The Experiment is about the Georgian Social Democratic/ Menshevik Revolution that took place in 1918. As the world celebrates the centenary of the Bolshevik Revolution, Lee uses this book to explore what happened in Georgia, where the Social Democrats /Menshviks, led by Noe Zhordania remained committed to a democratic and inclusive revolution as a counterpoint to the Bolshevik notions of a strict, disciplined party and a limited, undemocratic but participatory system of government. He notes that Zhordiania and the other Georgian Mensheviks had cut their teeth in 1902-1906 in the Gurian republic, a small break-away region in Georgia, where peasant revolt had turned into democratic local government, until it was crushed by Tsarist forces. The lessons learned in Guria remained crucial for the Georgian Social Democrats, who learned to appreciate the peasants as a revolutionary class who demanded an equal seat at the table, as well as principles such as universal suffrage for men and women and the importance of involving local people in policy making, particularly to solve Georgia’s pressing agrarian question. When the Bolsheviks seized power in 1918, the Georgian Social Democrats reluctantly broke away from Russia and sought to navigate the charged political waters, trying to stave off invasion from Turkey and Denikin’s White forces with alliances with first Germany and then Britain. They also tried to apply classic Marxist principles, creating not socialism but a bourgeois industrial revolution and a corresponding democratic regime, which was elected by secret ballot and universal suffrage to run the new, tiny nation. This new democratically elected Menshvik government tried to solve issues of pressing concern, carrying out land reform and encouraging judicial reform and encouraging industrial development, while trying to maintain the sovereignty and territorial integrity of their new nation. Eventually, due to Georgia’s size and geopolitical location, this revolution failed, but Lee provides a fascinating account of what the country briefly looked like under Menshvik rule and how this compared to the regime established by Georgia’s most famous son, Stalin.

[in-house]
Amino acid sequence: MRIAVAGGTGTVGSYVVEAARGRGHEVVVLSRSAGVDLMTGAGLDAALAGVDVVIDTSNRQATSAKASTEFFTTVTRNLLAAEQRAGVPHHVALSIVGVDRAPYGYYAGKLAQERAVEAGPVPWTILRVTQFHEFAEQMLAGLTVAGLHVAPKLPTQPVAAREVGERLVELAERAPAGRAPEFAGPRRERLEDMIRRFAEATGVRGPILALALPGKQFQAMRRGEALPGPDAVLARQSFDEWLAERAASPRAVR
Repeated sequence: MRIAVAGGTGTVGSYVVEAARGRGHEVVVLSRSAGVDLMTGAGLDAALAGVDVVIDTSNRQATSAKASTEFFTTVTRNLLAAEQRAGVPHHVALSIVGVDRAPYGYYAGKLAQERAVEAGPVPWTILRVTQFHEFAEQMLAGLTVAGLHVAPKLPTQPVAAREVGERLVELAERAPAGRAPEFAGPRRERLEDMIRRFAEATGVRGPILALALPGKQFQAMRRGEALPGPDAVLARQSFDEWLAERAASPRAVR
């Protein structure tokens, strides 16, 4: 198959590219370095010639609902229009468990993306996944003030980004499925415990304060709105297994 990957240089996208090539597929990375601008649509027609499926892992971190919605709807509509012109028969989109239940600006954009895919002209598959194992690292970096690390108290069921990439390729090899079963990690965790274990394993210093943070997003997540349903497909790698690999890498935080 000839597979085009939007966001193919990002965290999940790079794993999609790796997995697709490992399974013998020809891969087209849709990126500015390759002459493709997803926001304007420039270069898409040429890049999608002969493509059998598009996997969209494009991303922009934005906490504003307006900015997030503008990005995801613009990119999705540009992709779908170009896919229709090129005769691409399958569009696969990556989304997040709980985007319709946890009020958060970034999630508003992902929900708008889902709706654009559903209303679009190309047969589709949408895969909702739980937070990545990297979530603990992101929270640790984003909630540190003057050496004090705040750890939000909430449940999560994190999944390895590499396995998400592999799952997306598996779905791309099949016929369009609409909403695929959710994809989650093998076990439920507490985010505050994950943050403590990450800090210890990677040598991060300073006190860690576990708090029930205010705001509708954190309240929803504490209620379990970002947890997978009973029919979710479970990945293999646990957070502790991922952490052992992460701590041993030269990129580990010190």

The House of Government: A Saga of the Russian Revolution
by Yuri Slezkine
Publisher: Princeton University Press
Recommended by Louie Dean Valencia-García
Yuri Slezkine’s The House of Government: A Saga of the Russian Revolution is the story of Europe’s largest residential building, known as the House of Government, completed in 1931 on what essentially was swamp land. The building, a unique commixture of bourgeois luxuries and collectivism, was located on the Moscow River, across from the Kremlin; it included 505 furnished apartments, a library, sport facilities, a cinema, child-care, a grocery store, salon, and numerous public spaces. The tenants were maids and governesses, commissars and commanders, Marxist scholars, managers, writers, even members of Joseph Stalin’s own family. Slezkine’s 1104-page tome is a rigorous scholarly work that reads like a Bulgakov’s The Master and Margarita—full of twists and turns, vignettes and stories that shed light onto everyday life in the aftermath of the Bolshevik Revolution from the perspective of “Old Bolsheviks.” The Great Purges of the 1930s and 40s feature prominently into this story and tragedy—nearly 800 of the approximately 2,655 residents were evicted, shot or sent to prison.
The author does not quite go into a Braudelian longue durée-style history, but he certainly digs a trench deep into the roughly twenty years that are the focus of this history. While such detailed histories often might intimidate even the most assiduous reader, Slezkine creates a very readable history by using memoirs, letters, government archives, photographs, poetry, and interviews. More than simply telling the history of the building, or the lives of everyday Bolsheviks, which alone would be worthwhile, Slezkine makes the historiographical argument that Bolshevism was indeed a millenarian religion—and shows this through his description of the lives that passed through the House of Government. Reading about the likes of Soviet poet, actor, and artist Vladimir Mayakovsky, and numerous others, one clearly sees the connections between Bolshevism and millenarianism. Leaving no corner of the House unexplored, later sections of the book reveal the shift in mentalité from millenarian Bolshevism to disillusionment for the younger generation.